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Venice, 2022. After a year delay the longest running art world event is finally here and it has already been dubbed the Biennale of women: out of the 200 participants from 58 pavilions and the countless shows that have taken the enchanting city on the water by storm, about 90% of the artists are women and are headlining the entire edition.

Rubbing shoulders with Sonia Boyce’s Golden Lion for best National Pavilion and Simone Leigh’s award for best Participant in the main exhibition, another woman, right at the base of the Arsenale, has a show on view that has piqued the interest of passers – by and has captured their hearts.

A New Zealander that has called Venice home for the past sixteen years, Veronica Green has been successfully working her way into the contemporary industry since her first solo exhibition in Wellington in 2007 and is now considered an established evolutionary in the world of abstract figurative art: through phosphorescent and fluorescent paint we are able to dive into her whimsical universe. Her Venice solo show 10 – Minute Window marks her first live exhibition after the pandemic and also debuts a new style: triple – scene paintings. A feature of her practice is the use of phosphorescent paint that is especially devised to be visible in the dark and that, through alternating light settings, breathes new life into the canvases giving them an entirely new meaning.

The focus of the show, via the performative act of opening and closing windows at 10 minute intervals, is allowing Green’s audience to fully appreciate the ambivalent nature of her work and of the city where the show takes place where the closing and re – opening of the famed “veneziane” shutters is a routine performed by the city’s inhabitants to control their light.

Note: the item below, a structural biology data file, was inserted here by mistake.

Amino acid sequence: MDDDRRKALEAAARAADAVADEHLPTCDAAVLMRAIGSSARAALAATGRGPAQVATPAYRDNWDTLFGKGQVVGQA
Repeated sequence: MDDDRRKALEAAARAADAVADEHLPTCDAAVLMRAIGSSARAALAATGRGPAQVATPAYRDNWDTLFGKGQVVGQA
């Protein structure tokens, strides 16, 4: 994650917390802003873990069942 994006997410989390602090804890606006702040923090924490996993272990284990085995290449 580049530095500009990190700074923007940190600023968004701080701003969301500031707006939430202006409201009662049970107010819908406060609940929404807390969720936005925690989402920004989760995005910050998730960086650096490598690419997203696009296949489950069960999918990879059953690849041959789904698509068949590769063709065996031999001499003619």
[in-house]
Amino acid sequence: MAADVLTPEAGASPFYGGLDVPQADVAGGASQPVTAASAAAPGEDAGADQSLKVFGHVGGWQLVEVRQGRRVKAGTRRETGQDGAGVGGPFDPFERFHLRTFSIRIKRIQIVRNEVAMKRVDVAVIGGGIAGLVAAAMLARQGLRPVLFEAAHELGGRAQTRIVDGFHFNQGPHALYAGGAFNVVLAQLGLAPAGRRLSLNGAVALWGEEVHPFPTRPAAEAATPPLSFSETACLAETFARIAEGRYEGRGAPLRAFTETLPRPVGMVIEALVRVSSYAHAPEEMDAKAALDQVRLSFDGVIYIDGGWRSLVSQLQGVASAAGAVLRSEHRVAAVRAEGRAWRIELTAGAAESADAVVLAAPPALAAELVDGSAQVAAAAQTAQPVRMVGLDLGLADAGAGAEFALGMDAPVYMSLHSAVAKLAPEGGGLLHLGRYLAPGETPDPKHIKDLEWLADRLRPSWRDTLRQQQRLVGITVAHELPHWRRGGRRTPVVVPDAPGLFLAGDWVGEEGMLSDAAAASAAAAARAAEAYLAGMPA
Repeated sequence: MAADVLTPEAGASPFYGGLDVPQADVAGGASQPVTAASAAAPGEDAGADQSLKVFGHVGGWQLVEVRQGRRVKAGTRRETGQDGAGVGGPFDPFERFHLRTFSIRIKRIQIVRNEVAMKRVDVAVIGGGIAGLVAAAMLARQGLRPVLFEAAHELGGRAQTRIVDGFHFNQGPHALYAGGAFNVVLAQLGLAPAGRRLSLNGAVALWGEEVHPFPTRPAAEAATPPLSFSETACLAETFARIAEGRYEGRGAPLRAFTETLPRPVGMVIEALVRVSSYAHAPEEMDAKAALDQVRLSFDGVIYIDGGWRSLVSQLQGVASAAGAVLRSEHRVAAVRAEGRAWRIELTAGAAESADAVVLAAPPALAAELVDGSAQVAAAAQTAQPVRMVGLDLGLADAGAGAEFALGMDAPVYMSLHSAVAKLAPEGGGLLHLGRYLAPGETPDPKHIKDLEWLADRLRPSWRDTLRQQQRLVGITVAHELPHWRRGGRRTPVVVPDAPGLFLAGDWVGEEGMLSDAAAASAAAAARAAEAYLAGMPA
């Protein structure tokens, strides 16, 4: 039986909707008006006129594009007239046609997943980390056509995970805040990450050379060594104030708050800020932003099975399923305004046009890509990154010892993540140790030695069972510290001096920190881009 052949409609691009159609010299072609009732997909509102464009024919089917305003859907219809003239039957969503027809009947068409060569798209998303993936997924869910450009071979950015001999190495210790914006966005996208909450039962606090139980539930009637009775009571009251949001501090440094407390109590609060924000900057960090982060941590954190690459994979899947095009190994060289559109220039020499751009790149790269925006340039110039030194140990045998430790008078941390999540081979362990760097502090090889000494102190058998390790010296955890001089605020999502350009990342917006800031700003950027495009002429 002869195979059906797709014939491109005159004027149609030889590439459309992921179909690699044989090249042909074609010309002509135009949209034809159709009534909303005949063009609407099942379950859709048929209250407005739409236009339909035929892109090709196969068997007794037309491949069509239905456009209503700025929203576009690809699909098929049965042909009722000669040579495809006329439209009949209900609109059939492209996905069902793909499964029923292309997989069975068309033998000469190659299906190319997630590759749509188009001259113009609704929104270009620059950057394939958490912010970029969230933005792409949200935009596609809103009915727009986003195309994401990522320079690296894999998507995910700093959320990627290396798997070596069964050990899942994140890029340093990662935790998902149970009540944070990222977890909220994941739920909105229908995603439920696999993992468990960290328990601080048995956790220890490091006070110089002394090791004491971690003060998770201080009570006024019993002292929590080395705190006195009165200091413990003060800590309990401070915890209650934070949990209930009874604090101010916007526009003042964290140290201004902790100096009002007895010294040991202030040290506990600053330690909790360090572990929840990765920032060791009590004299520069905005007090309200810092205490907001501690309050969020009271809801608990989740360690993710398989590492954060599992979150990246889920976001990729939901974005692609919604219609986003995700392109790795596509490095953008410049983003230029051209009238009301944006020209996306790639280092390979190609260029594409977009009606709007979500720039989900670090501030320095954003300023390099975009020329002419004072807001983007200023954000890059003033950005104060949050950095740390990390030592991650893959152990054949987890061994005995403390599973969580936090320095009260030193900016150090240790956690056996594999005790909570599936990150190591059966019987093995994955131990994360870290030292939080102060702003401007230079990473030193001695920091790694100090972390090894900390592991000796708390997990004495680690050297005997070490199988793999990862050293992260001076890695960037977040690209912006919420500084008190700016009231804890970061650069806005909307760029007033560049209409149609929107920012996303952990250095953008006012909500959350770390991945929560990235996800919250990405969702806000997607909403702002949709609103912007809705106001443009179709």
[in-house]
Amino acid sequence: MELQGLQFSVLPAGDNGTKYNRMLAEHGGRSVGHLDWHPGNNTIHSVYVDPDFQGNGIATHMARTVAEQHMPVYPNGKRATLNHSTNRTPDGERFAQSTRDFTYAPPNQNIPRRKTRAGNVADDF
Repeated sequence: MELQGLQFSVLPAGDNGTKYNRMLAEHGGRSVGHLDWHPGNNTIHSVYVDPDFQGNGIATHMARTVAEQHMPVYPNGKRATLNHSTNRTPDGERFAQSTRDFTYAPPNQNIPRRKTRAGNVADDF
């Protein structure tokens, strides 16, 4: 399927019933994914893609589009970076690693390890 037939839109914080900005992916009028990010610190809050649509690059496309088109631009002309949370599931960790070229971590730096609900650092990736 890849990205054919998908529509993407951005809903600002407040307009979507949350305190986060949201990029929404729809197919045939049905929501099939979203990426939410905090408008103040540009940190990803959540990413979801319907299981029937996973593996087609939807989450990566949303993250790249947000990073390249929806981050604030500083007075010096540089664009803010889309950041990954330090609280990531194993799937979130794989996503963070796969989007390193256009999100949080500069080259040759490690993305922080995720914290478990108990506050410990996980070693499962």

The show provides one with the opportunity to take 10 minutes out of the day to nurture and engage with their inner child and revisit their hopes, dreams and goals.

The exhibition 10 - Minute Window by New Zealand artist Veronica Green is composed of 5 artworks that are to be admired through different lights and settings.

 

Lighting, whether bright or absent, is indeed the focus of the show, as it is complementary to the viewing of the paintings that, through alternating moments of light and shadow, reveal their true ambivalent nature.

 

Through a specific fluorescent pigment that glows in the dark, the five pieces have been devised to be visible in the shade. Opening and closing windows become then a performative act that enables Green's audience to fully appreciate her work while also offering a subtle nod to the culture of the city where the show takes place: Venice. Sure enough, a distinguished feature of the Venetian cityscape are her windows, which open up onto the water, the calli or the palazzos, offering a glimpse of the peculiar architectures they call home. 

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